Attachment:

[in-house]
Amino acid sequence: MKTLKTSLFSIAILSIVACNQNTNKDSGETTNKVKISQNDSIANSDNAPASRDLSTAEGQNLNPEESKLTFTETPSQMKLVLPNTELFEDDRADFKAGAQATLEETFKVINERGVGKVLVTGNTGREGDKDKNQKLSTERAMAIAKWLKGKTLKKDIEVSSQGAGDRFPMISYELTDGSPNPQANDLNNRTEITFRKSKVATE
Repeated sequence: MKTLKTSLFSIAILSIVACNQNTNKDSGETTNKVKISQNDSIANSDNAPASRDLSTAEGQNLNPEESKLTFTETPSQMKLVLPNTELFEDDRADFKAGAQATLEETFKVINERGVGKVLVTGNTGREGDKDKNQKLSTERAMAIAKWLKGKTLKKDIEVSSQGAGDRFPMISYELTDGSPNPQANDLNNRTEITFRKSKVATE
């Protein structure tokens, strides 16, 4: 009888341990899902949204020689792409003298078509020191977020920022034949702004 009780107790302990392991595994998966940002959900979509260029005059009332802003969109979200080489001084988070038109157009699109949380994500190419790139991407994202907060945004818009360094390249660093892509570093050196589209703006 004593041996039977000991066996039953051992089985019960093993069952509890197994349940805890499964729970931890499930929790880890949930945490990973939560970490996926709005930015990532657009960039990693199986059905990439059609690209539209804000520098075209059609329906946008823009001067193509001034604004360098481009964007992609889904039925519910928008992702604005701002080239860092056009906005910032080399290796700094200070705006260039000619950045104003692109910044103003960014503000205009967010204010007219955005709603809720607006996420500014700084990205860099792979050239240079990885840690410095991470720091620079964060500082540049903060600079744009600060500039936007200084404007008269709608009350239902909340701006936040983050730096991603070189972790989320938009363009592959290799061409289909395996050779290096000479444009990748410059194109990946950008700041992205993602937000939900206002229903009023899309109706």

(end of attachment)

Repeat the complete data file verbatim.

[in-house]
Amino acid sequence: MKTLKTSLFSIAILSIVACNQNTNKDSGETTNKVKISQNDSIANSDNAPASRDLSTAEGQNLNPEESKLTFTETPSQMKLVLPNTELFEDDRADFKAGAQATLEETFKVINERGVGKVLVTGNTGREGDKDKNQKLSTERAMAIAKWLKGKTLKKDIEVSSQGAGDRFPMISYELTDGSPNPQANDLNNRTEITFRKSKVATE
Repeated sequence: MKTLKTSLFSIAILSIVACNQNTNKDSGETTNKVKISQNDSIANSDNAPASRDLSTAEGQNLNPEESKLTFTETPSQMKLVLPNTELFEDDRADFKAGAQATLEETFKVINERGVGKVLVTGNTGREGDKDKNQKLSTERAMAIAKWLKGKTLKKDIEVSSQGAGDRFPMISYELTDGSPNPQANDLNNRTEITFRKSKVATE
């Protein structure tokens, strides 16, 4: 009888341990899902949204020689792409003298078509020191977020920022034949702004 009780107790302990392991595994998966940002959900979509260029005059009332802003969109979200080489001084988070038109157009699109949380994500190419790139991407994202907060945004818009360094390249660093892509570093050196589209703006 004593041996039977000991066996039953051992089985019960093993069952509890197994349940805890499964729970931890499930929790880890949930945490990973939560970490996926709005930015990532657009960039990693199986059905990439059609690209539209804000520098075209059609329906946008823009001067193509001034604004360098481009964007992609889904039925519910928008992702604005701002080239860092056009906005910032080399290796700094200070705006260039000619950045104003692109910044103003960014503000205009967010204010007219955005709603809720607006996420500014700084990205860099792979050239240079990885840690410095991470720091620079964060500082540049903060600079744009600060500039936007200084404007008269709608009350239902909340701006936040983050730096991603070189972790989320938009363009592959290799061409289909395996050779290096000479444009990748410059194109990946950008700041992205993602937000939900206002229903009023899309109706």